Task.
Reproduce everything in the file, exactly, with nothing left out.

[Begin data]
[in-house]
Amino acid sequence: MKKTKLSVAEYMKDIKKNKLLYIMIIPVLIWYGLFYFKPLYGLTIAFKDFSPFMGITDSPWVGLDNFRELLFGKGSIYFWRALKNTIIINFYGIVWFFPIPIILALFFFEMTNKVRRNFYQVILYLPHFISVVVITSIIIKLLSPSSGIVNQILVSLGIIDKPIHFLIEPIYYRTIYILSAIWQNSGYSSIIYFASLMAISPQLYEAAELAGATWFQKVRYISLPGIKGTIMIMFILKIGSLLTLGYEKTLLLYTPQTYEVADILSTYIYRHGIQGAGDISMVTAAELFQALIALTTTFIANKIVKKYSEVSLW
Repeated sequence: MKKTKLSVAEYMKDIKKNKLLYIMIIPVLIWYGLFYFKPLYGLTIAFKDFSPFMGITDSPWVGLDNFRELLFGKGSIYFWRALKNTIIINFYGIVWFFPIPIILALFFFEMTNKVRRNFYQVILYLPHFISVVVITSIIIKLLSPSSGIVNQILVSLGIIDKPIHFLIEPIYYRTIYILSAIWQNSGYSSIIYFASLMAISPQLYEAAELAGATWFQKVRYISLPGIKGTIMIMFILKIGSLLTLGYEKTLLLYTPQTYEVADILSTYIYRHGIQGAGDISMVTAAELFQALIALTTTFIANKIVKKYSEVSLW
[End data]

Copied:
[in-house]
Amino acid sequence: MKKTKLSVAEYMKDIKKNKLLYIMIIPVLIWYGLFYFKPLYGLTIAFKDFSPFMGITDSPWVGLDNFRELLFGKGSIYFWRALKNTIIINFYGIVWFFPIPIILALFFFEMTNKVRRNFYQVILYLPHFISVVVITSIIIKLLSPSSGIVNQILVSLGIIDKPIHFLIEPIYYRTIYILSAIWQNSGYSSIIYFASLMAISPQLYEAAELAGATWFQKVRYISLPGIKGTIMIMFILKIGSLLTLGYEKTLLLYTPQTYEVADILSTYIYRHGIQGAGDISMVTAAELFQALIALTTTFIANKIVKKYSEVSLW
Repeated sequence: MKKTKLSVAEYMKDIKKNKLLYIMIIPVLIWYGLFYFKPLYGLTIAFKDFSPFMGITDSPWVGLDNFRELLFGKGSIYFWRALKNTIIINFYGIVWFFPIPIILALFFFEMTNKVRRNFYQVILYLPHFISVVVITSIIIKLLSPSSGIVNQILVSLGIIDKPIHFLIEPIYYRTIYILSAIWQNSGYSSIIYFASLMAISPQLYEAAELAGATWFQKVRYISLPGIKGTIMIMFILKIGSLLTLGYEKTLLLYTPQTYEVADILSTYIYRHGIQGAGDISMVTAAELFQALIALTTTFIANKIVKKYSEVSLW